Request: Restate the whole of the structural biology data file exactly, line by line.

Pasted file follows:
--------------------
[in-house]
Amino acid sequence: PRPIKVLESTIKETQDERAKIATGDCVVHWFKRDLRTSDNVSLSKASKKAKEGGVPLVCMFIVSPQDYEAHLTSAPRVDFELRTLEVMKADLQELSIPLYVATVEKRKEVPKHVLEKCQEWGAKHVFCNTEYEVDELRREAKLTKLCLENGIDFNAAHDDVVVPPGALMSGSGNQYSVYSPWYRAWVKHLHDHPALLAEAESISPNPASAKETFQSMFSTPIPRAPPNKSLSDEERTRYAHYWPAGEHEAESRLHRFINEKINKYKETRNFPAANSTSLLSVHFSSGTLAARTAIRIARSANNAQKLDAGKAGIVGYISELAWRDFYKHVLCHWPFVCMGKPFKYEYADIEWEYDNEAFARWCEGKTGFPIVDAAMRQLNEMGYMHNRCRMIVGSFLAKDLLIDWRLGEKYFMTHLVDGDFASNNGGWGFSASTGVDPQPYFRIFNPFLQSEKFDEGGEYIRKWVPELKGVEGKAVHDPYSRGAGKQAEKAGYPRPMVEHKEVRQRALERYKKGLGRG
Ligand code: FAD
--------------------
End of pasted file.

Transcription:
[in-house]
Amino acid sequence: PRPIKVLESTIKETQDERAKIATGDCVVHWFKRDLRTSDNVSLSKASKKAKEGGVPLVCMFIVSPQDYEAHLTSAPRVDFELRTLEVMKADLQELSIPLYVATVEKRKEVPKHVLEKCQEWGAKHVFCNTEYEVDELRREAKLTKLCLENGIDFNAAHDDVVVPPGALMSGSGNQYSVYSPWYRAWVKHLHDHPALLAEAESISPNPASAKETFQSMFSTPIPRAPPNKSLSDEERTRYAHYWPAGEHEAESRLHRFINEKINKYKETRNFPAANSTSLLSVHFSSGTLAARTAIRIARSANNAQKLDAGKAGIVGYISELAWRDFYKHVLCHWPFVCMGKPFKYEYADIEWEYDNEAFARWCEGKTGFPIVDAAMRQLNEMGYMHNRCRMIVGSFLAKDLLIDWRLGEKYFMTHLVDGDFASNNGGWGFSASTGVDPQPYFRIFNPFLQSEKFDEGGEYIRKWVPELKGVEGKAVHDPYSRGAGKQAEKAGYPRPMVEHKEVRQRALERYKKGLGRG
Ligand code: FAD